In case you missed it, mental illness of any kind is one of the quickest ways to get yourself off of an invitation list. It doesn’t matter if you’re well controlled and have managed to work your way to a point where no one would ever guess those things about you. The stigma is so very high in this country – in this world. Admitting to mental illness, or being “found out” means that some people will inevitably treat you like you are unexploded ordinance.
So why in the world would I admit it publicly?
- I am what I am. This is part of who I am and, you know what? It’s really not a huge deal. I know how to handle myself, ask for help, recognize when I need to treat myself with extra kindness, and all the rest that is necessary for coping.
- I am not the only one. This has always been true. There are so many people who survive with these illnesses, and there always have been. I guarantee that you know people who fight these battles every day. You might even be one of them. The numbers were always high, but now that there are veterans returning with symptoms, both mild and severe, our numbers have grown. If you ask people to face the horrors of war for you, then you need to understand and support them when some of those horrors follow them back.
- Stigmas lose power when you challenge them. Sunlight is one of the best disinfectants. If I am open with you and can show you that my mental illnesses are really not much different than, say, my asthma – something that I have taken the steps to control – then hopefully you’ll see that it doesn’t control me, and it doesn’t control most of the people with similar diagnoses. Mental illness is not equivalent to unexploded ordinance – we don’t have timers and, really, there is only one major difference between those of us who have been diagnosed and most of the rest of the world…
- We know we have it and we have gotten treatment. Do you know the absolute WORST thing about stigmas against mental illness? Those stigmas prevent people from getting treatment. They prevent people from getting treatment for two main reasons, either because people are afraid to admit that they have it or because our healthcare system all too often reflects our society and dismisses or rejects those who suffer. We think there are legitimate illnesses and illegitimate ones. People think of mental illness as something that is “all in your head” – well, yeah, and so is a brain tumor, does that not “count” either? (Interestingly, structural damage to the head, like that found as a result of even a mild traumatic brain injury manifests itself via what we commonly refer to as mental illnesses, like depression, anxiety, and ptsd – and severe emotional trauma likely leads to the same structural damage as seen in traumatic brain injuries). Mental illness is just illness, not a character flaw, and it is the people who DON’T get treatment who have the hardest lives. It is also the people who don’t get adequate treatment who are more likely to commit a violent crime of some sort. So the next time there is an act of violence and the media reports that the perpetrator likely had some sort of mental illness don’t think, “People who have mental illnesses are dangerous.”, think “What prevented that person from getting the treatment that they needed so that they wouldn’t become dangerous?”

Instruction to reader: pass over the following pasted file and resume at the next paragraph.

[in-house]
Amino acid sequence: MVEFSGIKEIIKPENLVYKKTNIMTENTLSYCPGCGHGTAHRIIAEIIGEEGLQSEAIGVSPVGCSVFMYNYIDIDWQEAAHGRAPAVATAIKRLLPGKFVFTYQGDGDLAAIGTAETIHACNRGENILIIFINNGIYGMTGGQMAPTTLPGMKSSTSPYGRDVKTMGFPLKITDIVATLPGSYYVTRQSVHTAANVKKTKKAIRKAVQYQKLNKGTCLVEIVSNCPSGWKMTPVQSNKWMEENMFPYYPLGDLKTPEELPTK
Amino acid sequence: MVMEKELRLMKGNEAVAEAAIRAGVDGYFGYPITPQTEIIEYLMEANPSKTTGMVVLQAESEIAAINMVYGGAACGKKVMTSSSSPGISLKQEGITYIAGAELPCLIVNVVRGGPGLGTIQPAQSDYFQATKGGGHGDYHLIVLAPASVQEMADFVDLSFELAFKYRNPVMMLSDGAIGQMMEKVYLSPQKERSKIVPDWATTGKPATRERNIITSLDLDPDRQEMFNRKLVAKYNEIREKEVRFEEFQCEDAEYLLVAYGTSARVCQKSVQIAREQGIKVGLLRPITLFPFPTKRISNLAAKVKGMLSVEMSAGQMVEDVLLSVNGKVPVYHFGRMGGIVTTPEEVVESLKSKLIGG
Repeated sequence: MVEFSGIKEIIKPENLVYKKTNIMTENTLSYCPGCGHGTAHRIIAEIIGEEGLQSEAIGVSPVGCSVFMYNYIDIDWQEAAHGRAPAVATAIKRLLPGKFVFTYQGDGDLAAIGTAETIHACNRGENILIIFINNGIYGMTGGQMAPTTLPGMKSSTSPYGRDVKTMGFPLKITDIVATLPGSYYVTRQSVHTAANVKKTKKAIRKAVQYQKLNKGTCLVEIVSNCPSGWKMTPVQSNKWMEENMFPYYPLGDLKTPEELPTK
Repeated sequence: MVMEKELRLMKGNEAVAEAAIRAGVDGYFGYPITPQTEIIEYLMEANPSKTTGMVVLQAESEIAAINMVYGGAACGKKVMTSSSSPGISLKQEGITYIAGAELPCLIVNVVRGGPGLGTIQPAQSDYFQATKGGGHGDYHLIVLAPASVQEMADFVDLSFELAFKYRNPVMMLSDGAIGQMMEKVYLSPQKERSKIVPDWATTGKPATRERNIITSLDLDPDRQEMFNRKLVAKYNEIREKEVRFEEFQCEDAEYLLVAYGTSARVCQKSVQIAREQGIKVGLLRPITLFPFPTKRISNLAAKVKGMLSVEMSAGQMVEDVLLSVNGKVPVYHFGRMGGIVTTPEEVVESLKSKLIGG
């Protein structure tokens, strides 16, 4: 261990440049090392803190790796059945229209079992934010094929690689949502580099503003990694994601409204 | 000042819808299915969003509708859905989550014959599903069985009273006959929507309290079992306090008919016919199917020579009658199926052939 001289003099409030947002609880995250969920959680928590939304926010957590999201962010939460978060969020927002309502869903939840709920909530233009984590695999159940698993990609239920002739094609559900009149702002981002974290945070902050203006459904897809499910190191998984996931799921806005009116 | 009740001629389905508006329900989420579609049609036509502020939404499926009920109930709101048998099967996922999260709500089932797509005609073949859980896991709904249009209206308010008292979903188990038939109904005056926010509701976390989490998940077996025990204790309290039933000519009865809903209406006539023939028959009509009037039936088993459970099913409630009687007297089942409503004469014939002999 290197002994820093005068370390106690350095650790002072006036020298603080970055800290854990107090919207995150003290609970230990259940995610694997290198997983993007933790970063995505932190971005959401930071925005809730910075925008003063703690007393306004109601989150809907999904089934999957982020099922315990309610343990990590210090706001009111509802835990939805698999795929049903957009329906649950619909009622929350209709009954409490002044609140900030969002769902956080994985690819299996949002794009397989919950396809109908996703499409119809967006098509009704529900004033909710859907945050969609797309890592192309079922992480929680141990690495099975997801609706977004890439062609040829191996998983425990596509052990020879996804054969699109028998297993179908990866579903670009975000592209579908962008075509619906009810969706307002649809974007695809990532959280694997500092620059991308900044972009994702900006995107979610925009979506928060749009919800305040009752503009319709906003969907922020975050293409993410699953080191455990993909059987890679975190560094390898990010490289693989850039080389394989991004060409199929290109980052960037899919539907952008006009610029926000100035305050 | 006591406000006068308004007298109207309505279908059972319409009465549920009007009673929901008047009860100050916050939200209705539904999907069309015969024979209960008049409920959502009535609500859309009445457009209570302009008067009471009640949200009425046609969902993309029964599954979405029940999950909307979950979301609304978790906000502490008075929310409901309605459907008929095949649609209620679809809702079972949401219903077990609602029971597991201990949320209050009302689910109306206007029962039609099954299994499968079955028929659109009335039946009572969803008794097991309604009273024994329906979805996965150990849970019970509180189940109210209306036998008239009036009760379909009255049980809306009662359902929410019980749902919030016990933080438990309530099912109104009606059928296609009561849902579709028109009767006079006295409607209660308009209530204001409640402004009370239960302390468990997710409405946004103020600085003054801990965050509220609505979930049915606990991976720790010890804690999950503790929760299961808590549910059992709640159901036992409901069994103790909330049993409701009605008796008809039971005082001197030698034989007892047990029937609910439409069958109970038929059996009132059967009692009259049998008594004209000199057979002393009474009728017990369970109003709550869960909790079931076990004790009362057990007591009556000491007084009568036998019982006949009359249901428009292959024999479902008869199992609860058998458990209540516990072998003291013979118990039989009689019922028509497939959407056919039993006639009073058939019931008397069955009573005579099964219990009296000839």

In short, I admit that I have a mental illness because I, and people like me, are the real face of these illnesses, not the face of a monster. My illness is not a character flaw, and it doesn’t define me. I am not “weak”. I’m not even rare. I am not afraid for or of the people who have been diagnosed with a mental illness. I am afraid for the people who haven’t – both because THAT is where you will (very rarely, statistically) find unexploded ordinance, and, even more, because those are the people who will really suffer throughout their lives… and that is sad.
So I am having a harder day today. I fear your judgments and their impact on my life and those of the people I care about. My life isn’t perfect – far from it. I, like everyone else, have bad days. I, probably like everyone else, think unkind things about myself. I am not always a ray of sunshine, sometimes I am a rainy day. Even rainy days, though, can be beautiful, and any farmer or gardener will tell you that they are also necessary. That is what I tell myself when I have days like this. That is what gets me through them.
Practicing happiness on days like today is a lot harder. It is also on days like today where it is most necessary, both for the person having the bad day and the people around them. I can choose to do the work to shift my focus, which I am. I can reframe the unkind thoughts I think of myself, which I have. I hope that is what you will do for yourself on your bad days too. Also, as I said before, I hope that you take this post as a motivator to give people a break – like Puppy Kitten Silhouette tells us to do – and to spread happiness to the people around you.
Be kind, do good, and keep trying.
Be kind, do good, and keep trying.
This post was originally posted on the blog "I Try: The Additive Property of Happiness".
More Like This
Most Popular on BlogHer
Lean Cuisine believes that women should be valued for their accomplishments as opposed to their weight/appearance. Lean Cuisine's new brand campaign Feed Your PhenomenalTM reflects its new brand purpose: to feed the greatness in every woman. Check out our bloggers' posts and see how they measure their true worth plus learn how you could win a $100. Read more
Most Popular on Mental Health
By Jodi M Rubin
Recent Comments on Mental Health
By Ale Babi